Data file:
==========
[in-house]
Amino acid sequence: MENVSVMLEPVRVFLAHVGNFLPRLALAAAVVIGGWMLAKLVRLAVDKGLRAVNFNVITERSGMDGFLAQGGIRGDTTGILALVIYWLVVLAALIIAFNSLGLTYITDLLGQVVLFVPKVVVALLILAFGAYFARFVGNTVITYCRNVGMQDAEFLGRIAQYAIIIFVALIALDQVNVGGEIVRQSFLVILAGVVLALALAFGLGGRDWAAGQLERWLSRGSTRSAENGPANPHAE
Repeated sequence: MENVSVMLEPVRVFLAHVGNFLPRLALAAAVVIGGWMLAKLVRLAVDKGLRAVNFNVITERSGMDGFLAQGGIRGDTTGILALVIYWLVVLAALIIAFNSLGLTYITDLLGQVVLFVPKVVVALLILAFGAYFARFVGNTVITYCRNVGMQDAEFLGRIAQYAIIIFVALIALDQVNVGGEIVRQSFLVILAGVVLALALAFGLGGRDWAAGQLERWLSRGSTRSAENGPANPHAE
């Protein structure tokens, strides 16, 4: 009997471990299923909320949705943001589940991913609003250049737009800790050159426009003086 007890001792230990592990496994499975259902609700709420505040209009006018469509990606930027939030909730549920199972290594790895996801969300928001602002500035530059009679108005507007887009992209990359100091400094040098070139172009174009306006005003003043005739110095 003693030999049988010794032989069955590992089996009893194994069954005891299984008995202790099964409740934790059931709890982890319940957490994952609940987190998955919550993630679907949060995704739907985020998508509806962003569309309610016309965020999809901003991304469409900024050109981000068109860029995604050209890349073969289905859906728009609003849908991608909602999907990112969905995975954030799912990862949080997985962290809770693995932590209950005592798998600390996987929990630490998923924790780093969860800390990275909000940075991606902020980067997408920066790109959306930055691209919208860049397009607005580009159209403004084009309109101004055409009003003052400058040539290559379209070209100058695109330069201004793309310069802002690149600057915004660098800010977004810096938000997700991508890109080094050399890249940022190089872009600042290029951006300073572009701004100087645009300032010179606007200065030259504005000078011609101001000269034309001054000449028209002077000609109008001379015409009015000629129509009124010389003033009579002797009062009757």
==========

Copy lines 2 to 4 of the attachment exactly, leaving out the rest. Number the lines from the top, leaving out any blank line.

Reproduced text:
Amino acid sequence: MENVSVMLEPVRVFLAHVGNFLPRLALAAAVVIGGWMLAKLVRLAVDKGLRAVNFNVITERSGMDGFLAQGGIRGDTTGILALVIYWLVVLAALIIAFNSLGLTYITDLLGQVVLFVPKVVVALLILAFGAYFARFVGNTVITYCRNVGMQDAEFLGRIAQYAIIIFVALIALDQVNVGGEIVRQSFLVILAGVVLALALAFGLGGRDWAAGQLERWLSRGSTRSAENGPANPHAE
Repeated sequence: MENVSVMLEPVRVFLAHVGNFLPRLALAAAVVIGGWMLAKLVRLAVDKGLRAVNFNVITERSGMDGFLAQGGIRGDTTGILALVIYWLVVLAALIIAFNSLGLTYITDLLGQVVLFVPKVVVALLILAFGAYFARFVGNTVITYCRNVGMQDAEFLGRIAQYAIIIFVALIALDQVNVGGEIVRQSFLVILAGVVLALALAFGLGGRDWAAGQLERWLSRGSTRSAENGPANPHAE
């Protein structure tokens, strides 16, 4: 009997471990299923909320949705943001589940991913609003250049737009800790050159426009003086 007890001792230990592990496994499975259902609700709420505040209009006018469509990606930027939030909730549920199972290594790895996801969300928001602002500035530059009679108005507007887009992209990359100091400094040098070139172009174009306006005003003043005739110095 003693030999049988010794032989069955590992089996009893194994069954005891299984008995202790099964409740934790059931709890982890319940957490994952609940987190998955919550993630679907949060995704739907985020998508509806962003569309309610016309965020999809901003991304469409900024050109981000068109860029995604050209890349073969289905859906728009609003849908991608909602999907990112969905995975954030799912990862949080997985962290809770693995932590209950005592798998600390996987929990630490998923924790780093969860800390990275909000940075991606902020980067997408920066790109959306930055691209919208860049397009607005580009159209403004084009309109101004055409009003003052400058040539290559379209070209100058695109330069201004793309310069802002690149600057915004660098800010977004810096938000997700991508890109080094050399890249940022190089872009600042290029951006300073572009701004100087645009300032010179606007200065030259504005000078011609101001000269034309001054000449028209002077000609109008001379015409009015000629129509009124010389003033009579002797009062009757």